What Now For The Christians of Hamastan?

Question: What sort of life are Palestinian Christians to expect now
that Hamas has been elected to govern the Palestinian Territories?
Answer: more of the same, and worse.


Hamas’ electoral win is not a surprise result that cannot be
explained. Hamas will not radicalise Palestinian Muslims. Hamas won
the elections because the Palestinian Authority has already
radicalised Muslim society to the extent that it freely elected a
terrorist organisation as its government. Hamas’ win is the
culmination of decades of growing discontent – with the economy,
violence and corruption – coupled with the increased radicalisation
of Palestinian Muslim society.

Institutionalised discrimination, inequality, and pervasive
persecution of Christians have been escalating in the Palestinian
Territories for decades. When the Palestinian Territories came under
Palestinian Authority (PA) administration after the Oslo Accords,
security deteriorated and Islamic zeal and radicalisation increased.
This has made life in the Palestinian Territories increasingly
difficult for Christians. They live in a state of fear. Those who
are able, emigrate. For a detailed scholarly description of the
conditions suffered by Christians in the Palestinian Territories see
“Human Rights of Christians in Palestinian Society” by Prof. Justus
Reid Weiner. (Link 1)


In a 31 January Stratfor Geopolitical Intelligence Report, George
Friedman comments on Fatah’s loss of power in the recent Palestinian
National Authority (PNA) elections. “It was not simply internal
Palestinian politics that drove the Hamas victory. A wave of
Islamist politics is sweeping the Muslim and Arab worlds, and the
Palestinians are far from immune. The Islamist movement is doing far
more than simply challenging the West: It is challenging the secular
Arabists who were the heirs of the Nasserite tradition… In many
ways, Fatah was the embodiment of secular Arabism — the purest form
of Nasserism. The Palestinians were among the most secular in the
Arab world. Therefore, challenging and defeating Fatah represents a
critical moment in the history of the Arab and Muslim world. It
represents a new high-water mark for Islamists.”

Friedman suggests that Hamas will be primarily concerned with
internal, not international politics, as it works to consolidate its
position. Hamas will therefore say and do those things that will
increase the fervor of their followers and discourage their
opponents. They will look to the Islamic world while provoking the
West. The West will react to the benefit of Hamas which, as Friedman
says, “benefits from a sense of embattlement – the sense that it is
confronting the enemies of Islam. As it backs the Israelis and
Americans into a corner, and both start reacting, Hamas will
increase its strength and authority.”

Even before its election victory, Hamas was preparing to further the
Islamisation of the Palestinian Territories. In December 2005 the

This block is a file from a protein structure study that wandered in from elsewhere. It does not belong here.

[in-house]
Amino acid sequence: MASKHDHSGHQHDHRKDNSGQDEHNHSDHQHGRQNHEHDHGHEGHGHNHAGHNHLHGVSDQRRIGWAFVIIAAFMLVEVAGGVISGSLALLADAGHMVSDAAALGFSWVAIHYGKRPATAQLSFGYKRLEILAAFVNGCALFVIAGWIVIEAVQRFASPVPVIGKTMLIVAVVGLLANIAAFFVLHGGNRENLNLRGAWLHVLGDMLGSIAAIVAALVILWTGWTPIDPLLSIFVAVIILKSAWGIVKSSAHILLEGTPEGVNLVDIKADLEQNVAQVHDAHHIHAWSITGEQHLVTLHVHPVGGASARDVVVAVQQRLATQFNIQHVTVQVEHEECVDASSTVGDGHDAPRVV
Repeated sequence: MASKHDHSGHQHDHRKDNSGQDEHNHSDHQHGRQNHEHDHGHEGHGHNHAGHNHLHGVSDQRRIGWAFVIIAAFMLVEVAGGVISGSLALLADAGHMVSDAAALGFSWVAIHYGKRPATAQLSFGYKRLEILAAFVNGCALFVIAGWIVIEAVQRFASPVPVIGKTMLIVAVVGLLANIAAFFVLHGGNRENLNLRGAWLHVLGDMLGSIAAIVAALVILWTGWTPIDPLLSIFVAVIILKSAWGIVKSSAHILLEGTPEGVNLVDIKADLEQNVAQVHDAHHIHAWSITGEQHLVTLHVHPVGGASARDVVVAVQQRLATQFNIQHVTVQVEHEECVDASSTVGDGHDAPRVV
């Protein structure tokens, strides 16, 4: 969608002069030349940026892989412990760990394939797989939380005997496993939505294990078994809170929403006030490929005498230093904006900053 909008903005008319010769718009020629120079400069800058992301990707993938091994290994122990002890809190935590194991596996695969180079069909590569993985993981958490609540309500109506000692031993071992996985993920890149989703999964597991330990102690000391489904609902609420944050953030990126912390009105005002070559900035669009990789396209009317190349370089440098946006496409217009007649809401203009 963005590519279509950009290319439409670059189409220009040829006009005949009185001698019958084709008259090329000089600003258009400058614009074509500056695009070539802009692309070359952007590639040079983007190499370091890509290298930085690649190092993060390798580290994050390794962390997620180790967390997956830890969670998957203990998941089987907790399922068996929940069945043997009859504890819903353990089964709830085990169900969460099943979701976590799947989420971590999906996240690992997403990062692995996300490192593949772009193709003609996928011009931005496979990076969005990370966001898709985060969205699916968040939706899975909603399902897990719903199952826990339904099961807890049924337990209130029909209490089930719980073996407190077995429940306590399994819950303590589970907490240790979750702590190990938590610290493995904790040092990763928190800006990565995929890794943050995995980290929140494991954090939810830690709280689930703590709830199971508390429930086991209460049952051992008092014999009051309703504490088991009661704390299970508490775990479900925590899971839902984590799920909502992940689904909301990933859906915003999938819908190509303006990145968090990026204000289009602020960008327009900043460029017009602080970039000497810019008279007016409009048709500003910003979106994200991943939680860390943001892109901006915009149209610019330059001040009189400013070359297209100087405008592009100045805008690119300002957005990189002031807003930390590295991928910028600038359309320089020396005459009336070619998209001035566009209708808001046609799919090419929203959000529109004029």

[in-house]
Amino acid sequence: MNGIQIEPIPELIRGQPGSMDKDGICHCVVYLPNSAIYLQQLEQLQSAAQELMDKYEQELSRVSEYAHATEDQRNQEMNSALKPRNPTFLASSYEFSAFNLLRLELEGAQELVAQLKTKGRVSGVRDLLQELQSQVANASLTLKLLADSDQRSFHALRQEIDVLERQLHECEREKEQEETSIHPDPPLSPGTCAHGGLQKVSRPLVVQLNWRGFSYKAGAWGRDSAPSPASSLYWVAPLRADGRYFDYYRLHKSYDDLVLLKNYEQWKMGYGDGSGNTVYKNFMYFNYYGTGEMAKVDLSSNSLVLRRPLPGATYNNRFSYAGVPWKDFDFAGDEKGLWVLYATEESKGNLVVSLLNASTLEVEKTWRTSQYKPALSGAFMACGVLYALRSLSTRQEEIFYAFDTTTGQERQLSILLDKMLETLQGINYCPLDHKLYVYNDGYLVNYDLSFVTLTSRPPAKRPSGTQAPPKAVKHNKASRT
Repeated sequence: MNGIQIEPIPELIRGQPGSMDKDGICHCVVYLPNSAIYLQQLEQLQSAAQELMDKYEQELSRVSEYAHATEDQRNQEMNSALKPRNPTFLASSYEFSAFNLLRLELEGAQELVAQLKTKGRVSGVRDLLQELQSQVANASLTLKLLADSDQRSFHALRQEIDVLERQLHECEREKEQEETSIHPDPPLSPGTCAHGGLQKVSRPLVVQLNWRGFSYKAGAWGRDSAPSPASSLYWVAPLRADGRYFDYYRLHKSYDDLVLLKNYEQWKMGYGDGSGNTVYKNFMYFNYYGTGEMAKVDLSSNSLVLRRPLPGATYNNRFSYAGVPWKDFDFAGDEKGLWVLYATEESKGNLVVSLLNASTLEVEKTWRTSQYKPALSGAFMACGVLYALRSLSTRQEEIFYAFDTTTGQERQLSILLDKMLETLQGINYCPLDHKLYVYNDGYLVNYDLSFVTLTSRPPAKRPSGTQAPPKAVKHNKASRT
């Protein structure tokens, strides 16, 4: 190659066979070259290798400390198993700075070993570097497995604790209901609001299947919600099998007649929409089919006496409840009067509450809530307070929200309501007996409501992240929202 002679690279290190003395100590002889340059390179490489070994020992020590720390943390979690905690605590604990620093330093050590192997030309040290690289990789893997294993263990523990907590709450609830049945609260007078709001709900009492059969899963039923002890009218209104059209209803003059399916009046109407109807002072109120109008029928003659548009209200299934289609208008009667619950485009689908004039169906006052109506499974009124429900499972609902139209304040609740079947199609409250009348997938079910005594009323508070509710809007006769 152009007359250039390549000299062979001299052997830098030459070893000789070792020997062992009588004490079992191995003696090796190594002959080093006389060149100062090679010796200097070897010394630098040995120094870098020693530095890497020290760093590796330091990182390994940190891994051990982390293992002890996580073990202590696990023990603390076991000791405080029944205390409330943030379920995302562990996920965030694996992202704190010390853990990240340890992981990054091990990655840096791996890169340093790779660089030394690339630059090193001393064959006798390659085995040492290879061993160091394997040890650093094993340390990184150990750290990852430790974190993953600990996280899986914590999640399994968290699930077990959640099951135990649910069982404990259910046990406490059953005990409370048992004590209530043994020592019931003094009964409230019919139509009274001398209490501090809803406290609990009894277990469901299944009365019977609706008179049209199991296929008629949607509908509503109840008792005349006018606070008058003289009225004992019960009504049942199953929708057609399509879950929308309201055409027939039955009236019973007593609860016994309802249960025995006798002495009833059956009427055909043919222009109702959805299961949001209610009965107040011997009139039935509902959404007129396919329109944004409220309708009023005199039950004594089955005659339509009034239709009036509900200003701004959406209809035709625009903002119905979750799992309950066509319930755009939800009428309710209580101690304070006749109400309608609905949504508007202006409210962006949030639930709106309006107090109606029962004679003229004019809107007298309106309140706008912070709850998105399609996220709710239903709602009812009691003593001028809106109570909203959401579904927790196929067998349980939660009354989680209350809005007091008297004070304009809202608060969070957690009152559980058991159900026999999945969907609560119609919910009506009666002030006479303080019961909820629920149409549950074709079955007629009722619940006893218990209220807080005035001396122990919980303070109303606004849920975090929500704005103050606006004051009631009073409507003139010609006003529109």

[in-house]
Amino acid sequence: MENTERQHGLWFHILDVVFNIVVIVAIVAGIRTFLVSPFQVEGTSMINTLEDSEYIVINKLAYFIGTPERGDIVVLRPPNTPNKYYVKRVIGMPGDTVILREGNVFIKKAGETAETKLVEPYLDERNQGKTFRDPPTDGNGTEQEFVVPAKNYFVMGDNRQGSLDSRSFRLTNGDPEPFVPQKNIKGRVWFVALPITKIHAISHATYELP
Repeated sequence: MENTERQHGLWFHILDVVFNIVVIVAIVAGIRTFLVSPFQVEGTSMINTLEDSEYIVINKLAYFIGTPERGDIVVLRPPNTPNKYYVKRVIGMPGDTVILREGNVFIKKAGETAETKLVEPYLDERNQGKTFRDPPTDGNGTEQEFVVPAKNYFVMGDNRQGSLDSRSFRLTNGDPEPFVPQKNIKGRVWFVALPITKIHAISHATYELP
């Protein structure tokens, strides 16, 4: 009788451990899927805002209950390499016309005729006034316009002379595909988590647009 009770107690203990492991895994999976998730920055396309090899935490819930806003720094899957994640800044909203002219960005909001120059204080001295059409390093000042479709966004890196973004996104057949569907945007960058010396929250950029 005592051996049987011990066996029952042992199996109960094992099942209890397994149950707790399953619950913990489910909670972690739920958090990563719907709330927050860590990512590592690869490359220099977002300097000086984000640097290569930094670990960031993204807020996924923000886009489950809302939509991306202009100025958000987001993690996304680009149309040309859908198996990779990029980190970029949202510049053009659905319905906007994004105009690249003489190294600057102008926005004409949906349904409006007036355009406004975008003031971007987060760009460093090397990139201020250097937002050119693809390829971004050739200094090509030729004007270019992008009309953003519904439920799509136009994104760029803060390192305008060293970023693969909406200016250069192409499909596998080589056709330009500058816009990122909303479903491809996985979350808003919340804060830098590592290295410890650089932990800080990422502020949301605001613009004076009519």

leader of the Hamas contingent at the municipal council of
Bethlehem, Hassam El-Masalmeh, told The Wall Street Journal that
Hamas intends to re-institute the “jizya”, a tax mandated by the
Qur’an (sura 9:29) to be imposed on non-Muslims who have chosen not
to convert to Islam and must now pay for their right to life. (Jizya
is a form of systematic religious humiliation, persecution and
extortion). (Link 2)

On 3 February 2006, Hamas leader Khaled Mash’al gave a fiery speech
at a mosque in Damascus that demonstrated clearly Hamas is not
interested in peace or any dilution of Sharia (Islamic Law). In his
speech Mash’al warns that “…the law of Allah cannot be changed or
replaced”, and threatens that Hamas is prepared “…to place the
entire Palestinian people at the disposal of the resistance and its
weapons”. (Link 3) We need to ask: what will this mean for
Palestinian Christians who do not support Islamic jihad?


For years, the institutionalised discrimination against and
persecution of Palestinian Christians has been covered up by
Christian leaders who are either afraid of the consequences of
upsetting the status quo, or afraid of losing their good standing
with the PA; and by Western nations and human rights organisation
that are only interested in appeasing and coaxing the Palestinian
Authority into peace negotiations. Well the “status quo” (as
intolerable as that was) has ended, and peace is not on the table.

Writing prior to the elections, Professor Justus Reid Weiner called
on the PA to crack down on Hamas and eliminate its influence and
role as an enforcer of Sharia. It is too late for that now that
Hamas controls the PA. But as Friedman notes in his Stratfor
commentary, “Since peace is always made with enemies, better to deal
with your worst enemy than with hapless moderates.” This is as good
a time as any to commence advocacy on behalf of the persecuted
Christians of the Palestinian Territories.

Elizabeth Kendal
[email protected]


1) “Human Rights of Christians in Palestinian Society”
by Prof. Justus Reid Weiner, Jerusalem Centre for Public Affairs.

2) “Democrats” For Jihad and Jizya
by Andrew G. Bostrom. 30 Dec 2005

3) Hamas Leader Khaled Mash’al at a Damascus Mosque
MEMRI (No 1087). 7 Feb 2006

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